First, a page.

Ludwigia Repens is a stem plant, prevalent & trendy because of its red & green coloration on the leaves. If you would like to add red contrast beside lush greenery in your aquarium, Ludwigia is the one you can keep.
Ludwiga Repens is easy to care for, beginner’s friendly & can grow in & out of the water. You need to plant Ludwigia in the substrate; it is a very fast-growing plant & will quickly get to the top of your aquarium water.
The only challenge is you need to trim it from time to time to keep it just above the water as if it’s floating.
Ludwigia can flourish in almost all conditions; however, you need to provide sufficient lighting & nutrients to get the best out of it. It may remain green under low lights, but with better (moderate to high) lighting & iron-rich substrates, it grows much redder.
Cabomba, also known as green Cabomba or fanwort, is a stem plant. Despite being a stem plant, you can grow it as a floating plant in the presence of a light source.
To keep it floating, drop the stems in the water, it will drift near the water’s surface & with lights, it may grow even faster than planted. So, Be prepared to trim once fully developed.
Keeping Cabomba is tricky, especially the red one, compared to its green counterpart; therefore, it’s not a beginner’s choice. In addition to sufficient lighting, Cabomba plants require liquid fertilizer, iron supplements & Other necessary nutrients to thrive.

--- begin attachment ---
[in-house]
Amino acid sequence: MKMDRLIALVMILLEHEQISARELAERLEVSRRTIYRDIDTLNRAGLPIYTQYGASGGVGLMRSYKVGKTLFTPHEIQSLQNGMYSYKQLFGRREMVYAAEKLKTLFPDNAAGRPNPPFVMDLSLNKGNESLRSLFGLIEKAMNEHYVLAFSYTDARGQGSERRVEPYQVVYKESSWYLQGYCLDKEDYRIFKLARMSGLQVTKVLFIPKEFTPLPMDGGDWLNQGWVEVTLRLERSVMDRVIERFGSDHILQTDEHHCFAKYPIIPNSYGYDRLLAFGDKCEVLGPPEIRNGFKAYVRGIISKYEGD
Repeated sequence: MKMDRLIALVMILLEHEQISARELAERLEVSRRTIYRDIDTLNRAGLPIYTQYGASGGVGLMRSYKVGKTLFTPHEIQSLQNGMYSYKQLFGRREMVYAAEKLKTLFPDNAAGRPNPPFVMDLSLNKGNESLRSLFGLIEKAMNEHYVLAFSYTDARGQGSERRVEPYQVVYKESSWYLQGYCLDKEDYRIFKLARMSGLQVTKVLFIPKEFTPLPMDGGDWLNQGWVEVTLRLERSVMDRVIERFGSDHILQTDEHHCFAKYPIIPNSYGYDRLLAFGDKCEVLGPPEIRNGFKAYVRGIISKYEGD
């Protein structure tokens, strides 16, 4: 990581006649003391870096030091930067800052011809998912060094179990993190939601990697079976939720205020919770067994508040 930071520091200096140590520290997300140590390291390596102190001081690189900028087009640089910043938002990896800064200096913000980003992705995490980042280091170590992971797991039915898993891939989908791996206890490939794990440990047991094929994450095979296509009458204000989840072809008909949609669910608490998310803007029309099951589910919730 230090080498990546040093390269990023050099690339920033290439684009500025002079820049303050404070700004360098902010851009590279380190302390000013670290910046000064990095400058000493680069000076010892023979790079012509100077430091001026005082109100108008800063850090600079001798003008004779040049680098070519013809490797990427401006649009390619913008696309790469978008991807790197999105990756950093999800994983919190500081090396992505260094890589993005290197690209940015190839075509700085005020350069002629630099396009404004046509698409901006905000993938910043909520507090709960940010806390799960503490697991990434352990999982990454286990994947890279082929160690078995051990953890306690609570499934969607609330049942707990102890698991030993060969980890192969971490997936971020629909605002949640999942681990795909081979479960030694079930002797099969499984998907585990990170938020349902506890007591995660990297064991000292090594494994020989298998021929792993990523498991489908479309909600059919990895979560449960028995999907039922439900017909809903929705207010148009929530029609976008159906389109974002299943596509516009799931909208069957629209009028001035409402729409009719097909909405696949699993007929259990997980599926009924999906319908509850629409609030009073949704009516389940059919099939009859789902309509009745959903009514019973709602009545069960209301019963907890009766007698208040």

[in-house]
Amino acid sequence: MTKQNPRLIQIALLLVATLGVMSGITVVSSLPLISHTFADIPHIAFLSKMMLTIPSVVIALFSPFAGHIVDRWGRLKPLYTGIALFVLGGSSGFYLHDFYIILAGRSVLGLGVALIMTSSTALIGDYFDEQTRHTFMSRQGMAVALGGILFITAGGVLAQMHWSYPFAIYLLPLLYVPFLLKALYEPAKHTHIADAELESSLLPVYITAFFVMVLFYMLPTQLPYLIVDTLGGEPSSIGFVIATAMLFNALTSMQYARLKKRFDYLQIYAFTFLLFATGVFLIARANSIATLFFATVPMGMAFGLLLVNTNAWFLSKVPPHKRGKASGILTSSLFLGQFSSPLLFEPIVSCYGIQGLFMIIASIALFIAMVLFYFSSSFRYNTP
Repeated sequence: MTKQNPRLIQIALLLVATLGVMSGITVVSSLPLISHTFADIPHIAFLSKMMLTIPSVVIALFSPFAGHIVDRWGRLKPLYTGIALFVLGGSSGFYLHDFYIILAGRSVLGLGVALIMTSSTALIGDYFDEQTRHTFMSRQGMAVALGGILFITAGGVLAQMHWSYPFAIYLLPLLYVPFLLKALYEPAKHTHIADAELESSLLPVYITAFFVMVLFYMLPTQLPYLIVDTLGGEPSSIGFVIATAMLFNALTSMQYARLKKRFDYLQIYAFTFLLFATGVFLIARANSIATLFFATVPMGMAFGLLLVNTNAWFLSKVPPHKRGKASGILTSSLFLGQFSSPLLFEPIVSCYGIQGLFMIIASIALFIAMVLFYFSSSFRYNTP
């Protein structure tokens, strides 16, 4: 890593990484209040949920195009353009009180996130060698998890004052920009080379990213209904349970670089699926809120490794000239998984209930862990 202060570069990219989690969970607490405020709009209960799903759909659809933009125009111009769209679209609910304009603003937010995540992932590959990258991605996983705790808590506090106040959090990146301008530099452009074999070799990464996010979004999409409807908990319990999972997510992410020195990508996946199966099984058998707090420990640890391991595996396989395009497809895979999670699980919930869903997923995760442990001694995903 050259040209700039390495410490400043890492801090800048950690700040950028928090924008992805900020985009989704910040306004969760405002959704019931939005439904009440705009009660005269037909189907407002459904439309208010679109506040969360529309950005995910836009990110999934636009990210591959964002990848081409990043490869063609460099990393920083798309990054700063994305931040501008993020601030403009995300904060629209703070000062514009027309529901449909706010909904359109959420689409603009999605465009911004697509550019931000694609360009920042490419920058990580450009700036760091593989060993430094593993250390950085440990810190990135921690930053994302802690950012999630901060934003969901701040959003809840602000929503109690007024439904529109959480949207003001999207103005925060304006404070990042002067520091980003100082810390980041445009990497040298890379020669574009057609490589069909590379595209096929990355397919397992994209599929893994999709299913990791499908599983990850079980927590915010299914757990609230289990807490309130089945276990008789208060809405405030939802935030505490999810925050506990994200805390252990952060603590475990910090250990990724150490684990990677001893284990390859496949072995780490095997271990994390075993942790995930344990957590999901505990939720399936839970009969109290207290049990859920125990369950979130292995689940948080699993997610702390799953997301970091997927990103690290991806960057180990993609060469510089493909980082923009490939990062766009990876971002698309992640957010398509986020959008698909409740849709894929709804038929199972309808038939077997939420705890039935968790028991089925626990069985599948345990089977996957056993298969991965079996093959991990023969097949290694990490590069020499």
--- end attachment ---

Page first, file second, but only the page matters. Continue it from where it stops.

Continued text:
Moreover, it grows better with CO2 injection; all of these make it a challenging plant for beginners.
Cabomba is a very fast-growing plant subject to high amounts of light & nutrients. I’ll advise using full-spectrum fluorescent bulbs (T5 or T8) rather than LED lights for their better growth. It requires clean, gently moving aquarium water to flourish since it’s quite fussy with water conditions.
8. Water Wisteria
Water Wisteria is a very unique but common aquarium plant. It’s probably one of the best beginner plants since it’s super simple to grow & hardy. Wisteria provides shelter and hiding places to bettas, and shrimps that serve well for them.